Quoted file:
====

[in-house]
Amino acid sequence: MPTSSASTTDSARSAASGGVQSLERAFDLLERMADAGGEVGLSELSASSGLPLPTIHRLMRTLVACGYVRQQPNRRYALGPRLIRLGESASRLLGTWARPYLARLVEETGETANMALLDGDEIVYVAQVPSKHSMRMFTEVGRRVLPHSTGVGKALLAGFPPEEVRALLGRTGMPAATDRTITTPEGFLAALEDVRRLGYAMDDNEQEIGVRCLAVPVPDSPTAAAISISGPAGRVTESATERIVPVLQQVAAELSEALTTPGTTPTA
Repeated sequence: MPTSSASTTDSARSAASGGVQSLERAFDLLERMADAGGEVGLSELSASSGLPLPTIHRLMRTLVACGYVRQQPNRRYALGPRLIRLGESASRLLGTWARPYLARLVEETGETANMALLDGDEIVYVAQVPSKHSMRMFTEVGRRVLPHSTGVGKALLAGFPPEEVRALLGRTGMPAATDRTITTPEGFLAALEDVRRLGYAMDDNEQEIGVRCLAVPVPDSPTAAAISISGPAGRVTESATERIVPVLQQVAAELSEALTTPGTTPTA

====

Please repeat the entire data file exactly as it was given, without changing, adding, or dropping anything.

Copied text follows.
[in-house]
Amino acid sequence: MPTSSASTTDSARSAASGGVQSLERAFDLLERMADAGGEVGLSELSASSGLPLPTIHRLMRTLVACGYVRQQPNRRYALGPRLIRLGESASRLLGTWARPYLARLVEETGETANMALLDGDEIVYVAQVPSKHSMRMFTEVGRRVLPHSTGVGKALLAGFPPEEVRALLGRTGMPAATDRTITTPEGFLAALEDVRRLGYAMDDNEQEIGVRCLAVPVPDSPTAAAISISGPAGRVTESATERIVPVLQQVAAELSEALTTPGTTPTA
Repeated sequence: MPTSSASTTDSARSAASGGVQSLERAFDLLERMADAGGEVGLSELSASSGLPLPTIHRLMRTLVACGYVRQQPNRRYALGPRLIRLGESASRLLGTWARPYLARLVEETGETANMALLDGDEIVYVAQVPSKHSMRMFTEVGRRVLPHSTGVGKALLAGFPPEEVRALLGRTGMPAATDRTITTPEGFLAALEDVRRLGYAMDDNEQEIGVRCLAVPVPDSPTAAAISISGPAGRVTESATERIVPVLQQVAAELSEALTTPGTTPTA